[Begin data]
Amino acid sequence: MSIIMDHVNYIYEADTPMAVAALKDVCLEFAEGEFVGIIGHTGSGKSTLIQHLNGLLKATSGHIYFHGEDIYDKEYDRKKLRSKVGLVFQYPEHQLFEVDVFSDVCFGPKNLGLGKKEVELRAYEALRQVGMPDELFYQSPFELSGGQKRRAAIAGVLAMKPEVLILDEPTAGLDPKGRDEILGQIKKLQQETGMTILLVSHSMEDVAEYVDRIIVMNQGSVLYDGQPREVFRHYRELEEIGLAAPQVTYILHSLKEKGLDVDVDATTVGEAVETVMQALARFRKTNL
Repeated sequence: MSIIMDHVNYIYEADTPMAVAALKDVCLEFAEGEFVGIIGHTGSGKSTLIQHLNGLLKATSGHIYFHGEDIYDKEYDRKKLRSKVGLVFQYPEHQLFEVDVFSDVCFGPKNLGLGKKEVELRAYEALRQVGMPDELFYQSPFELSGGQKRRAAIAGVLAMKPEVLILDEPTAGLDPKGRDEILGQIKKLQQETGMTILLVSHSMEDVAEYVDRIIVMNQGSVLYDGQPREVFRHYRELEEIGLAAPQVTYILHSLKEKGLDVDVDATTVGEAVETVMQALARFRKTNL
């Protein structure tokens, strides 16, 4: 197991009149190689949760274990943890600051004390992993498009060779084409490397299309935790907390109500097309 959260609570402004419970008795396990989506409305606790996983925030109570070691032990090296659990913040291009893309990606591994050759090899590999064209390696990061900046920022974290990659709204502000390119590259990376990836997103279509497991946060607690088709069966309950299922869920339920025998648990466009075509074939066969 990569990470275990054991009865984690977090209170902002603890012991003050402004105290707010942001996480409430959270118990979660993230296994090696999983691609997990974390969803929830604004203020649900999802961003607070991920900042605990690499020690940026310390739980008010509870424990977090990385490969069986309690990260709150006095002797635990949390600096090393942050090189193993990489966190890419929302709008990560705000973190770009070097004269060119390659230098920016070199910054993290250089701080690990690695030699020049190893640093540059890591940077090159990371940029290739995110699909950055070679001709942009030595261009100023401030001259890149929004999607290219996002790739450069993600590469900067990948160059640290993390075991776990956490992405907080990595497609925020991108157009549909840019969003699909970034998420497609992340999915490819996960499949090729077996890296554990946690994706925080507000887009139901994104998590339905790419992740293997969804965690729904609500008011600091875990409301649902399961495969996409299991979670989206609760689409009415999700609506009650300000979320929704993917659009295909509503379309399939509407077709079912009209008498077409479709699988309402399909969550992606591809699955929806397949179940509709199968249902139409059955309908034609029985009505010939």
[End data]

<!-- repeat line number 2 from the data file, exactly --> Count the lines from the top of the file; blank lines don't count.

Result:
Repeated sequence: MSIIMDHVNYIYEADTPMAVAALKDVCLEFAEGEFVGIIGHTGSGKSTLIQHLNGLLKATSGHIYFHGEDIYDKEYDRKKLRSKVGLVFQYPEHQLFEVDVFSDVCFGPKNLGLGKKEVELRAYEALRQVGMPDELFYQSPFELSGGQKRRAAIAGVLAMKPEVLILDEPTAGLDPKGRDEILGQIKKLQQETGMTILLVSHSMEDVAEYVDRIIVMNQGSVLYDGQPREVFRHYRELEEIGLAAPQVTYILHSLKEKGLDVDVDATTVGEAVETVMQALARFRKTNL